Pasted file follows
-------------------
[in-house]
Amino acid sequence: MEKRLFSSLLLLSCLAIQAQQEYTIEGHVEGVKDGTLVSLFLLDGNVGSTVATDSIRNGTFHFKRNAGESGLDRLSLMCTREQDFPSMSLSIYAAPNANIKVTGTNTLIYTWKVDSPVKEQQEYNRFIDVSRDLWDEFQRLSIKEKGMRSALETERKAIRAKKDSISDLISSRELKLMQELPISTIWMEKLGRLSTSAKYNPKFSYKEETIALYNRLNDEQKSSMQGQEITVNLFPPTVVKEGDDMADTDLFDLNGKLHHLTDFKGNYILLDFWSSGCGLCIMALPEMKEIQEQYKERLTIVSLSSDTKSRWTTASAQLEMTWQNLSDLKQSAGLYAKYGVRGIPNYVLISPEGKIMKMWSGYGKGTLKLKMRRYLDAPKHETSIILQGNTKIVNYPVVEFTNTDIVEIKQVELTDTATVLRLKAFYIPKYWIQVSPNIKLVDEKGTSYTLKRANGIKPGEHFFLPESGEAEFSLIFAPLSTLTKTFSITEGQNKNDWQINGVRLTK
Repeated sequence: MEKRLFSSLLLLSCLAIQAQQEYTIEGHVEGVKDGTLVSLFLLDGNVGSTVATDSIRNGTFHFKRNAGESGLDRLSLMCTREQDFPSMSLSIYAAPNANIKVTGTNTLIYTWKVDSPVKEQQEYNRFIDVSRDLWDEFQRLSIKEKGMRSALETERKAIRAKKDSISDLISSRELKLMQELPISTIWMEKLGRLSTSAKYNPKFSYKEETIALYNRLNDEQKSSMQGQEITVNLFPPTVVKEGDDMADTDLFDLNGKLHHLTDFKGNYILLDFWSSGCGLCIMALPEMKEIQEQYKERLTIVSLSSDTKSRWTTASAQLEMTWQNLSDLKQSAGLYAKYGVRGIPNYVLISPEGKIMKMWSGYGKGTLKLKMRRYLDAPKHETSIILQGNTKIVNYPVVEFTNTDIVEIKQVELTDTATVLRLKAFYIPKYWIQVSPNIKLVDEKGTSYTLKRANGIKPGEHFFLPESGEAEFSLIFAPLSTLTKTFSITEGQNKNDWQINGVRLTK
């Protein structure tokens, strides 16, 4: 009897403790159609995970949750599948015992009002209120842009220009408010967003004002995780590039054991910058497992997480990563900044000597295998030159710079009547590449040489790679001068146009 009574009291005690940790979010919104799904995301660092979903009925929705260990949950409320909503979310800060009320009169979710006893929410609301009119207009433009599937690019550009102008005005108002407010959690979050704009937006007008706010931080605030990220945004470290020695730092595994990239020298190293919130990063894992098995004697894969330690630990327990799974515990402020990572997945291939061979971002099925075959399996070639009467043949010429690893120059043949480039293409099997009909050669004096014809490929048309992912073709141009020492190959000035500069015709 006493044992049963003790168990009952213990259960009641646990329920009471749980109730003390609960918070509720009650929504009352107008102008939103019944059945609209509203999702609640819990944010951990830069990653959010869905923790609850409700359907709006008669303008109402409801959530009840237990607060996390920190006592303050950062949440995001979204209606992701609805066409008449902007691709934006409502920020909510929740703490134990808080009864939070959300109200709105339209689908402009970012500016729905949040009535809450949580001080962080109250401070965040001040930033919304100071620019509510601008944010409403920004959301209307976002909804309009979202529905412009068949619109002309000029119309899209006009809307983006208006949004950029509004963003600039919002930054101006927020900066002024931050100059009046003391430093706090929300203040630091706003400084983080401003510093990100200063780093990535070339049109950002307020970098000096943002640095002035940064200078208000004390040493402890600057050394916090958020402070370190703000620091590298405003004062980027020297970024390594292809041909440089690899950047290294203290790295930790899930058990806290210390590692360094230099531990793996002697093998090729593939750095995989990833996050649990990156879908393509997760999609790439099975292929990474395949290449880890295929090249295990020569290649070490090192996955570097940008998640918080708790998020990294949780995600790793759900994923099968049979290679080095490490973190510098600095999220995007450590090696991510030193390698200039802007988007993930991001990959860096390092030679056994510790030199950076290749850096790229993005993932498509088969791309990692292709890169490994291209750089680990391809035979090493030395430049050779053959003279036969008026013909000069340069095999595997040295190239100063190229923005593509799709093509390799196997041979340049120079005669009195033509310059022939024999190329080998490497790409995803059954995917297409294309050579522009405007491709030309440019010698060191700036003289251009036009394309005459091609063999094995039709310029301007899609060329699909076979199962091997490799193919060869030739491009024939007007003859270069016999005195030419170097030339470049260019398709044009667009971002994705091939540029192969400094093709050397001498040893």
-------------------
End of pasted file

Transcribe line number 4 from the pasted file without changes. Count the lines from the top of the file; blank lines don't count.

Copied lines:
């Protein structure tokens, strides 16, 4: 009897403790159609995970949750599948015992009002209120842009220009408010967003004002995780590039054991910058497992997480990563900044000597295998030159710079009547590449040489790679001068146009 009574009291005690940790979010919104799904995301660092979903009925929705260990949950409320909503979310800060009320009169979710006893929410609301009119207009433009599937690019550009102008005005108002407010959690979050704009937006007008706010931080605030990220945004470290020695730092595994990239020298190293919130990063894992098995004697894969330690630990327990799974515990402020990572997945291939061979971002099925075959399996070639009467043949010429690893120059043949480039293409099997009909050669004096014809490929048309992912073709141009020492190959000035500069015709 006493044992049963003790168990009952213990259960009641646990329920009471749980109730003390609960918070509720009650929504009352107008102008939103019944059945609209509203999702609640819990944010951990830069990653959010869905923790609850409700359907709006008669303008109402409801959530009840237990607060996390920190006592303050950062949440995001979204209606992701609805066409008449902007691709934006409502920020909510929740703490134990808080009864939070959300109200709105339209689908402009970012500016729905949040009535809450949580001080962080109250401070965040001040930033919304100071620019509510601008944010409403920004959301209307976002909804309009979202529905412009068949619109002309000029119309899209006009809307983006208006949004950029509004963003600039919002930054101006927020900066002024931050100059009046003391430093706090929300203040630091706003400084983080401003510093990100200063780093990535070339049109950002307020970098000096943002640095002035940064200078208000004390040493402890600057050394916090958020402070370190703000620091590298405003004062980027020297970024390594292809041909440089690899950047290294203290790295930790899930058990806290210390590692360094230099531990793996002697093998090729593939750095995989990833996050649990990156879908393509997760999609790439099975292929990474395949290449880890295929090249295990020569290649070490090192996955570097940008998640918080708790998020990294949780995600790793759900994923099968049979290679080095490490973190510098600095999220995007450590090696991510030193390698200039802007988007993930991001990959860096390092030679056994510790030199950076290749850096790229993005993932498509088969791309990692292709890169490994291209750089680990391809035979090493030395430049050779053959003279036969008026013909000069340069095999595997040295190239100063190229923005593509799709093509390799196997041979340049120079005669009195033509310059022939024999190329080998490497790409995803059954995917297409294309050579522009405007491709030309440019010698060191700036003289251009036009394309005459091609063999094995039709310029301007899609060329699909076979199962091997490799193919060869030739491009024939007007003859270069016999005195030419170097030339470049260019398709044009667009971002994705091939540029192969400094093709050397001498040893």